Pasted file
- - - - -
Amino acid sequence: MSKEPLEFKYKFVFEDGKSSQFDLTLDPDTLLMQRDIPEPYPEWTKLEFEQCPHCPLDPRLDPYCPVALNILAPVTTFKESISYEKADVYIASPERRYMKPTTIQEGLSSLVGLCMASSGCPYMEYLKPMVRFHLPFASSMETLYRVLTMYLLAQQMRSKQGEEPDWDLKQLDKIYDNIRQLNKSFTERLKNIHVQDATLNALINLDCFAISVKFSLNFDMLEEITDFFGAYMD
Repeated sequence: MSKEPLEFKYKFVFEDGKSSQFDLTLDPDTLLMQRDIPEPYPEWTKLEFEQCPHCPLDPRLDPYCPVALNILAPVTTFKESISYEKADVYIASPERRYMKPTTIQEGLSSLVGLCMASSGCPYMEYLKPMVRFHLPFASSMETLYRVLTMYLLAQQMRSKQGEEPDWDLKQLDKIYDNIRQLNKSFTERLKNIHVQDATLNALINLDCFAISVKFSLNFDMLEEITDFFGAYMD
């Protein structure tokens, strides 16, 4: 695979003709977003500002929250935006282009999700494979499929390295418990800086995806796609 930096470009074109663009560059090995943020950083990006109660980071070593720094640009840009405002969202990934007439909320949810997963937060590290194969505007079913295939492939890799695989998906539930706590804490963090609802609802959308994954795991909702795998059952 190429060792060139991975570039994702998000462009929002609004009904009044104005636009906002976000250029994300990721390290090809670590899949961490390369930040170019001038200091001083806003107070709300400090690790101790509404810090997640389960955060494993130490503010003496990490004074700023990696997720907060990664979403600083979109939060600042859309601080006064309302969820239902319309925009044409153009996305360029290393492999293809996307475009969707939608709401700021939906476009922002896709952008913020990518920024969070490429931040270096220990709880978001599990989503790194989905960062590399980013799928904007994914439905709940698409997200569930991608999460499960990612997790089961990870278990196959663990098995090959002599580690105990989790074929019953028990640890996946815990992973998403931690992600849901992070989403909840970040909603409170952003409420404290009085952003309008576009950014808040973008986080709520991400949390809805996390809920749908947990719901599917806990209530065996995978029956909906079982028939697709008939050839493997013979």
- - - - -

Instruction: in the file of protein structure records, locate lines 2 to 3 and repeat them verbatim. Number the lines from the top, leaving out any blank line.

Repeated sequence: MSKEPLEFKYKFVFEDGKSSQFDLTLDPDTLLMQRDIPEPYPEWTKLEFEQCPHCPLDPRLDPYCPVALNILAPVTTFKESISYEKADVYIASPERRYMKPTTIQEGLSSLVGLCMASSGCPYMEYLKPMVRFHLPFASSMETLYRVLTMYLLAQQMRSKQGEEPDWDLKQLDKIYDNIRQLNKSFTERLKNIHVQDATLNALINLDCFAISVKFSLNFDMLEEITDFFGAYMD
């Protein structure tokens, strides 16, 4: 695979003709977003500002929250935006282009999700494979499929390295418990800086995806796609 930096470009074109663009560059090995943020950083990006109660980071070593720094640009840009405002969202990934007439909320949810997963937060590290194969505007079913295939492939890799695989998906539930706590804490963090609802609802959308994954795991909702795998059952 190429060792060139991975570039994702998000462009929002609004009904009044104005636009906002976000250029994300990721390290090809670590899949961490390369930040170019001038200091001083806003107070709300400090690790101790509404810090997640389960955060494993130490503010003496990490004074700023990696997720907060990664979403600083979109939060600042859309601080006064309302969820239902319309925009044409153009996305360029290393492999293809996307475009969707939608709401700021939906476009922002896709952008913020990518920024969070490429931040270096220990709880978001599990989503790194989905960062590399980013799928904007994914439905709940698409997200569930991608999460499960990612997790089961990870278990196959663990098995090959002599580690105990989790074929019953028990640890996946815990992973998403931690992600849901992070989403909840970040909603409170952003409420404290009085952003309008576009950014808040973008986080709520991400949390809805996390809920749908947990719901599917806990209530065996995978029956909906079982028939697709008939050839493997013979």